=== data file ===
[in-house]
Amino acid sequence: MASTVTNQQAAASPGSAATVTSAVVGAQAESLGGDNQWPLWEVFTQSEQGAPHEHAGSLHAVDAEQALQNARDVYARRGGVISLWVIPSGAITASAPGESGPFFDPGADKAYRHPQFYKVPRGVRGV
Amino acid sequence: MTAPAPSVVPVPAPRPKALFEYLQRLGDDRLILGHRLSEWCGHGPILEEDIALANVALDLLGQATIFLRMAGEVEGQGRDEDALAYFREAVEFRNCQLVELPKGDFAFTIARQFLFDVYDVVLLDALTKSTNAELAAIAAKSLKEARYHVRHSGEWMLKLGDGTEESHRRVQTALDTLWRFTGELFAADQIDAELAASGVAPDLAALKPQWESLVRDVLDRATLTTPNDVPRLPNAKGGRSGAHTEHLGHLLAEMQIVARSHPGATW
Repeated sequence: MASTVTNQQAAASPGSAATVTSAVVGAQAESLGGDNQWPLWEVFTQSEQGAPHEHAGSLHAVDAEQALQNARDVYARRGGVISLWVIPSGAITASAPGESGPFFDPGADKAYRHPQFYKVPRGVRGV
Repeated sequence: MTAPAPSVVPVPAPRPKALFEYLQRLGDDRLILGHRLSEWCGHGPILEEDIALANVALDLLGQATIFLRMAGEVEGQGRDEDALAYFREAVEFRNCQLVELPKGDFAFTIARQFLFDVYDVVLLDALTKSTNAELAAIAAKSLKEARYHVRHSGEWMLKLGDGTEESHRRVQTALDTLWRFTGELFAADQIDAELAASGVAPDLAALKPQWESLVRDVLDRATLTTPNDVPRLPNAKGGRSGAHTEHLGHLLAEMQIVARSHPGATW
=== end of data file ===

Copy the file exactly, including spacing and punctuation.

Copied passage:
[in-house]
Amino acid sequence: MASTVTNQQAAASPGSAATVTSAVVGAQAESLGGDNQWPLWEVFTQSEQGAPHEHAGSLHAVDAEQALQNARDVYARRGGVISLWVIPSGAITASAPGESGPFFDPGADKAYRHPQFYKVPRGVRGV
Amino acid sequence: MTAPAPSVVPVPAPRPKALFEYLQRLGDDRLILGHRLSEWCGHGPILEEDIALANVALDLLGQATIFLRMAGEVEGQGRDEDALAYFREAVEFRNCQLVELPKGDFAFTIARQFLFDVYDVVLLDALTKSTNAELAAIAAKSLKEARYHVRHSGEWMLKLGDGTEESHRRVQTALDTLWRFTGELFAADQIDAELAASGVAPDLAALKPQWESLVRDVLDRATLTTPNDVPRLPNAKGGRSGAHTEHLGHLLAEMQIVARSHPGATW
Repeated sequence: MASTVTNQQAAASPGSAATVTSAVVGAQAESLGGDNQWPLWEVFTQSEQGAPHEHAGSLHAVDAEQALQNARDVYARRGGVISLWVIPSGAITASAPGESGPFFDPGADKAYRHPQFYKVPRGVRGV
Repeated sequence: MTAPAPSVVPVPAPRPKALFEYLQRLGDDRLILGHRLSEWCGHGPILEEDIALANVALDLLGQATIFLRMAGEVEGQGRDEDALAYFREAVEFRNCQLVELPKGDFAFTIARQFLFDVYDVVLLDALTKSTNAELAAIAAKSLKEARYHVRHSGEWMLKLGDGTEESHRRVQTALDTLWRFTGELFAADQIDAELAASGVAPDLAALKPQWESLVRDVLDRATLTTPNDVPRLPNAKGGRSGAHTEHLGHLLAEMQIVARSHPGATW